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State v. Rosario

February 27, 2007

STATE OF NEW JERSEY, PLAINTIFF-RESPONDENT,
v.
BENIGNO ROSARIO, DEFENDANT-APPELLANT.



On appeal from the Superior Court of New Jersey, Law Division, Bergen County, Indictment No. 98-03-0607.

The opinion of the court was delivered by: Stern, P.J.A.D.

NOT FOR PUBLICATION WITHOUT THE APPROVAL OF THE APPELLATE DIVISION

APPROVED FOR PUBLICATION

Argued October 25, 2006

Before Judge Stern, Collester and Messano.

Defendant appeals from an order of August 19, 2004 denying his motion "to enforce the plea agreement." Defendant argues that he "was denied his Fourteenth Amendment right to due process of law and his state constitutional right to fundamental fairness when the State refused to honor the terms of a bi-state plea offer after defendant had pled guilty in New York State pursuant to that agreement." As a result of the "non-enforcement" of the purported agreement, defendant went to trial in Bergen County, New Jersey, and was convicted of eleven counts of an indictment which included purposeful or knowing murder, two counts of kidnapping, and two counts of armed robbery.*fn1

Defendant contends "it was especially unfair that defendant was not represented by a New Jersey attorney when the prosecutor's office negotiated the plea with a New York lawyer unfamiliar with this [S]tate's sentencing laws," so that the negotiated disposition leading to his guilty plea in New York and his subsequent waiver of extradition and return to New Jersey should be enforced.

As already noted, after the pretrial denial in the Law Division of his motion to enforce the plea offer, defendant was tried by jury and convicted of eleven counts. He was sentenced to an aggregate of life imprisonment with a sixty year parole disqualifier to run consecutive to a New York sentence being served. We affirmed the convictions and sentence. Defendant's petition for certification was granted, and the matter was remanded to the Law Division for an evidentiary hearing on the enforcement claim. State v. Rosario, 167 N.J. 627 (2001).

On remand, the trial judge conducted an evidentiary hearing and found "no meeting of the minds" or enforceable agreement notwithstanding the prosecutor's letter of December 6, 1995 offering defendant concurrent sentences in exchange for a guilty plea to aggravated manslaughter and armed robbery. The letter also indicated that the State would seek an aggregate sentence of thirty years, with one-half of that period to be served before parole eligibility, but would ask that the sentence be made to run consecutively to the New York sentence.

I.

Defendant was one of the suspects in the kidnapping of Robert Hippman on August 4, 1994 and the kidnapping and murder of James Polites on August 5, 1994. Defendant was seventeen years old at the time. However, before charges were filed against defendant for these crimes, he was arrested and incarcerated for murder in New York.

While plea discussions were occurring in New York, his New York attorney, Stanley Birnbaum ("Birnbaum"), and Suffolk County District Attorney, Peter Timmons ("Timmons"), commenced discussions with the Bergen County Prosecutor's Office designed to dispose of all outstanding charges by virtue of a negotiated disposition in both states.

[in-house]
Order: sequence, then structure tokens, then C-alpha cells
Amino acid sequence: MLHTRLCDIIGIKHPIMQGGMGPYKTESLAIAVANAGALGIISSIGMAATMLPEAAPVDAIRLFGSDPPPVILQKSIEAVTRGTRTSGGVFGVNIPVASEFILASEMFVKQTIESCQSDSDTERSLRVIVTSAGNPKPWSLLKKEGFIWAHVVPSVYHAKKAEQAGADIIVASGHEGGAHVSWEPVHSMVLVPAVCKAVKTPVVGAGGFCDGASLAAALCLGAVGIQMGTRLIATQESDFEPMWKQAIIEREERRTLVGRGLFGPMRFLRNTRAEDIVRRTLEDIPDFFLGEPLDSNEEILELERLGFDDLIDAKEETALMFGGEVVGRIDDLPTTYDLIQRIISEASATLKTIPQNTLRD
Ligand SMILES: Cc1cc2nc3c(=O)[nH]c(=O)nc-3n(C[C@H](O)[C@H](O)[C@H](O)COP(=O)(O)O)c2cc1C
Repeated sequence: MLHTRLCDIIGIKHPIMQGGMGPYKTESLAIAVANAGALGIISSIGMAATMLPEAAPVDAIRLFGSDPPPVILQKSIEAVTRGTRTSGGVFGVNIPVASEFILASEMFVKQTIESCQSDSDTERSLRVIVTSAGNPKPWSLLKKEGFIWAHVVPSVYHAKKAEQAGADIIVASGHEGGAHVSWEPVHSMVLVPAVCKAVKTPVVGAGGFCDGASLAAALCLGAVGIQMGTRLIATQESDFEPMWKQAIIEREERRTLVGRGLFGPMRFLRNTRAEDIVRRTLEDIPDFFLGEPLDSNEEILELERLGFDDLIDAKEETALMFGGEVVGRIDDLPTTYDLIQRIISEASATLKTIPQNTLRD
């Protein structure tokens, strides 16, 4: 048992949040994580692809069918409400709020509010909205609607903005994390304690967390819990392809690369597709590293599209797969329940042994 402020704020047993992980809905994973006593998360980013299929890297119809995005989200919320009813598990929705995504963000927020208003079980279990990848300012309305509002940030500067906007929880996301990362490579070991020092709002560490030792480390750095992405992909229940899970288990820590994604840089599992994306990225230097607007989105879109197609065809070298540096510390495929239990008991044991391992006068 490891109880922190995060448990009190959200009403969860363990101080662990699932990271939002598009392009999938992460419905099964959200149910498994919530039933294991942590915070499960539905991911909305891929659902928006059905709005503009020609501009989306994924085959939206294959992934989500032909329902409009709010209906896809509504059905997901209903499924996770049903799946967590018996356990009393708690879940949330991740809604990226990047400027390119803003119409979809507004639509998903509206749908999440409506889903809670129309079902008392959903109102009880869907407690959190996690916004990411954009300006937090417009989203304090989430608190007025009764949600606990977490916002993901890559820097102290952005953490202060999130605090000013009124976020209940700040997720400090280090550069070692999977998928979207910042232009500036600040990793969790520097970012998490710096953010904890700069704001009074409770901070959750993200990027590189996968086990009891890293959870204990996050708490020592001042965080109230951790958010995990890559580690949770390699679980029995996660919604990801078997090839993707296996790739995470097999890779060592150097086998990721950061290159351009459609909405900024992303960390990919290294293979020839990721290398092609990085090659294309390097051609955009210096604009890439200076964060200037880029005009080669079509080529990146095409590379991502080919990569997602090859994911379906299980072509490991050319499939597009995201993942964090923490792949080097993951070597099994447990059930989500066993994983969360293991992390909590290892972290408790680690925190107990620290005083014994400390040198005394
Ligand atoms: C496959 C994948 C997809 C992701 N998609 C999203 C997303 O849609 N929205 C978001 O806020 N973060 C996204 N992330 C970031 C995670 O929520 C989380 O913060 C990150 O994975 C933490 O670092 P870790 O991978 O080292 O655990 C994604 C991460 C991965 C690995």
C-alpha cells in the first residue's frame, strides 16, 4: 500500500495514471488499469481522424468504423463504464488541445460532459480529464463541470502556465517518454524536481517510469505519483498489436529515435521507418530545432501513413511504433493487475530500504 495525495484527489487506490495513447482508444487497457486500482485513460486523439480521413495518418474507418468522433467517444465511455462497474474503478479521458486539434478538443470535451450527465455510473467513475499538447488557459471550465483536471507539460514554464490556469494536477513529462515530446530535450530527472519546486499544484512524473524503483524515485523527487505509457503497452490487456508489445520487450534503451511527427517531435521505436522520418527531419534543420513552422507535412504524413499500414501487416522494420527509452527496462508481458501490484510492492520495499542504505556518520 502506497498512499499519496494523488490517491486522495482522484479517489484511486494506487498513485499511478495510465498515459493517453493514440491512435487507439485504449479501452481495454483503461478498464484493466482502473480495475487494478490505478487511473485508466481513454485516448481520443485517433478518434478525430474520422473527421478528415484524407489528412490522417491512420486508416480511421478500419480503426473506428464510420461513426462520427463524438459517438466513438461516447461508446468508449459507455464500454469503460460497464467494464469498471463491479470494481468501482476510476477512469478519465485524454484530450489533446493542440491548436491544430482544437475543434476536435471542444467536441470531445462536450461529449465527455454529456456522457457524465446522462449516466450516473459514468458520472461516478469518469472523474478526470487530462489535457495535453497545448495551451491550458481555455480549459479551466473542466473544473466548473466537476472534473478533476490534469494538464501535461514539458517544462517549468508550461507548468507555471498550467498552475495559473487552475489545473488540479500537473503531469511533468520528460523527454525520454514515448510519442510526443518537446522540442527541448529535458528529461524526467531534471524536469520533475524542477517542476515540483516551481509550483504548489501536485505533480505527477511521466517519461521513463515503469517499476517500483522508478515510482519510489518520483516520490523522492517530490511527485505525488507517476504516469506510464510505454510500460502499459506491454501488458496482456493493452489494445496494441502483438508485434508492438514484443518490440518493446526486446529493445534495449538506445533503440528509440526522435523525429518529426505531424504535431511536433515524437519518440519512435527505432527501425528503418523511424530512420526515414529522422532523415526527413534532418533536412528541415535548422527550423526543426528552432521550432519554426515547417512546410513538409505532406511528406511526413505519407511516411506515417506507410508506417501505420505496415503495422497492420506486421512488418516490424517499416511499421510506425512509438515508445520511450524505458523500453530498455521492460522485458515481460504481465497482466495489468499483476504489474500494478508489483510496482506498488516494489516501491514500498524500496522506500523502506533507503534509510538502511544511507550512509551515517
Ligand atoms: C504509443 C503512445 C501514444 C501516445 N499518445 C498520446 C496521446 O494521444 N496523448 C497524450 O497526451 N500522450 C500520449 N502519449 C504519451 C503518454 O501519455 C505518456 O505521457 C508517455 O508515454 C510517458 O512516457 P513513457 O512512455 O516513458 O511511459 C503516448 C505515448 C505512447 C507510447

According to Birnbaum, who testified at the remand hearing ordered by the Supreme Court, he had two conversations with Bergen County Assistant Prosecutor Patricia Baglivi ("Baglivi") before defendant pled guilty in Suffolk County, New York, on September 27, 1995. Birnbaum testified that the first conversation took place on September 20, 1995, and involved a discussion of the charges pending against defendant in New Jersey. Birnbaum claimed that, during the second conversation on September 22, 1995, Baglivi detailed the plea offer that New Jersey would extend to defendant if he pled guilty to second degree murder in New York, which was the disposition sought by the District Attorney in New York. Birnbaum testified that he believed this offer, extended by Baglivi on September 22, 1995, was a "final offer," which led him to counsel defendant to enter his guilty plea in New York.

Birnbaum also claimed that District Attorney Timmons was aware of the plea offer made by Baglivi and that he "was told" that Timmons could speak on behalf of the Bergen County Prosecutor's office during the New York proceedings. Birnbaum testified that he believed that the offer was "effectuated" on September 27, 1995, when defendant pled guilty to second degree murder in New York.

Birnbaum further testified that he called Baglivi by phone on September 29, 1995 and December 5, 1995, following defendant's guilty plea in New York. According to Birnbaum, he explained to Baglivi that there was some confusion during the plea on September 27th over what sentence defendant would be receiving in New Jersey. Birnbaum testified that Baglivi had previously told him the sentence in New Jersey would be ten to thirty years, but that during the plea on September 27th, Timmons indicated that he believed the sentence was to be "seven to thirty" years. According to Birnbaum, he explained this discrepancy to Baglivi during their telephone conversation, and, as a result, Baglivi confirmed the final plea offer in a letter dated December 6, 1995.